ZahrGnosis writes: I'm in the midst of a rather lengthy job interview; something I haven't done for some time as I've worked as a contract employee with a much lower barrier to entry for years. Recently, I've started patenting some inventions that are applicable to my industry. One hope is that the patents look good to the prospective employer on a resume, but I don't want them to take the existing IP for granted as part of the deal. I'm worried I have the wrong attitude, however. My question is, how should I treat licensing of the patent as a topic with respect to the topic of my employment? Should I build the use of my patented ideas into my salary? Should I explicitly refuse to implement my patented IP for the company without a separate licensing fee? If I emphasize the patent during the interviews without the intent to give them the IP for free,is that an ethical lapse — a personal false advertising? At the same time, when I work for a company I feel they should get the benefit of my full expertise... am I holding back something I shouldn't by not granting a de-facto license while I work for them? I perceive a fine balance between being confrontational and helpful, while not wanting to jeopardize the job prospect nor restrict my ability to capitalize on my invention. Thoughts?
ZahrGnosis writes: Popular Science, a stalwart of the scientific literature community, posted a couple of articles about pain research recently that are causing a bit of controversy. First, they posted an article titled Fetal Pain Is A Lie: How Phony Science Took Over The Abortion Debate that argues fetuses don't feel pain at 20 weeks due to a scientific consensus that the nervous system is underdeveloped at that point. Ironically, this argument has been used for years in a different setting: to claim that crustaceans don't feel pain (justifying among other things the live boiling of lobster). But PopSci also posted an article titled Crabs And Lobsters Probably Do Feel Pain, According To New Experiments. And now there's mild internet flaming going on. I know Slashdot doesn't venture into the abortion arena much, and I'm not trying to wade into political territory so much as understand the competing scientific commentaries (in so much as fetuses and lobster can be compared). But mostly I'm just curious what the Slashdot crowd thought.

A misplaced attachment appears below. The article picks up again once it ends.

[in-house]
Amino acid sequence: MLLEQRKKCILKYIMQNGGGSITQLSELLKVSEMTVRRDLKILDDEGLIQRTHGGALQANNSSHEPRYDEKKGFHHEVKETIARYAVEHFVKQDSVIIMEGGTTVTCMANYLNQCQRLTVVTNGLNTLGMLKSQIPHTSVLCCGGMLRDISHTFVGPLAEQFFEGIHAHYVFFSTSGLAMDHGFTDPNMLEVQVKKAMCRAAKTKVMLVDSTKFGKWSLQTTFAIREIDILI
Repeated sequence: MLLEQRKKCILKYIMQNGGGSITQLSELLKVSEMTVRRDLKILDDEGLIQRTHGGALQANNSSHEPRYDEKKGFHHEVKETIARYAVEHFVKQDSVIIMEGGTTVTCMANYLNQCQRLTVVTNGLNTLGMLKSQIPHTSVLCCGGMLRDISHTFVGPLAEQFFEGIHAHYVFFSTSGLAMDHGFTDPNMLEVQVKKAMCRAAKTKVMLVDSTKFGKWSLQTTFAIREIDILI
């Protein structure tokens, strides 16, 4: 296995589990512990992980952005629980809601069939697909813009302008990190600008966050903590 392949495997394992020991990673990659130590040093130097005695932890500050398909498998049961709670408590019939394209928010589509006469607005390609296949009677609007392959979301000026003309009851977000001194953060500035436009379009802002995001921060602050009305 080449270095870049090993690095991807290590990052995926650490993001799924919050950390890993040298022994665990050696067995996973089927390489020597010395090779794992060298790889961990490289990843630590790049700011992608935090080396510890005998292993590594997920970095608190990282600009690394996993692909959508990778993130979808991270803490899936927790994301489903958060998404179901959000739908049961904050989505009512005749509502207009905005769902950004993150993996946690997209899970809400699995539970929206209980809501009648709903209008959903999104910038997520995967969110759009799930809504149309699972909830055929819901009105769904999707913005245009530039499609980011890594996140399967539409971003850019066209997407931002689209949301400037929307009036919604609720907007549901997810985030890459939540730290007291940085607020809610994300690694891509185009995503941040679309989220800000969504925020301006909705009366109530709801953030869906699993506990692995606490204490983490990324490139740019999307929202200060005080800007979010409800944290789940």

ZahrGnosis writes: "Through work, and bad planning, I've been subscribed to a lot of trade magazines. I don't generally hate them, most come electronically now, and some are actually useful. What I despise is the annual calls to renew my "free" subscription and update my info. Ok, giving away my work e-mail, title, and line of business info isn't that bad, it's practically good marketing. But at the end of each call the phone people say "in order to verify that we talked to you, can you tell us" followed by something tiny and seemingly innocuous. The last digit of the month you were born in, or the first letter of the city you were born in. Today it was the country you were born in. I've started lying, of course, because noone needs to aggregate that sort of personal information byte-by-byte, but now I'm convinced that's what they're doing. Does anyone have any details on this? Can someone confirm or deny that these seemingly innocuous "security" questions are being aggregated. Yes, I tried some google searches, but my fu seems weak in this area... or noone is talking about it yet. Bueller?"
ZahrGnosis writes: "In 1953, Ray Bradbury's book "Fahrenheit 451" described "a dystopian future in which the US has outlawed reading and firemen burn books". Book burning has long been a symbol of censorship or protest, and Bradbury's book was a great Science Fiction introduction to the topic for many readers alive today.
How should we feel, then that Fahrenheit 451 is becoming an e-book despite its author's feelings? Am I the only one that finds it ironic that a seminal book about book burning soon can't be burnt? In many ways, electronic media has put a serious dent in censorship so perhaps this is a fitting conclusion — even the author may not have the ability to ebb the flow of information in the digital age: the opposite problem of censorship. As a book lover and a technophile (who has yet to make the e-book transition), I find this story oddly interesting and wondered what the Slashdot crowd would think."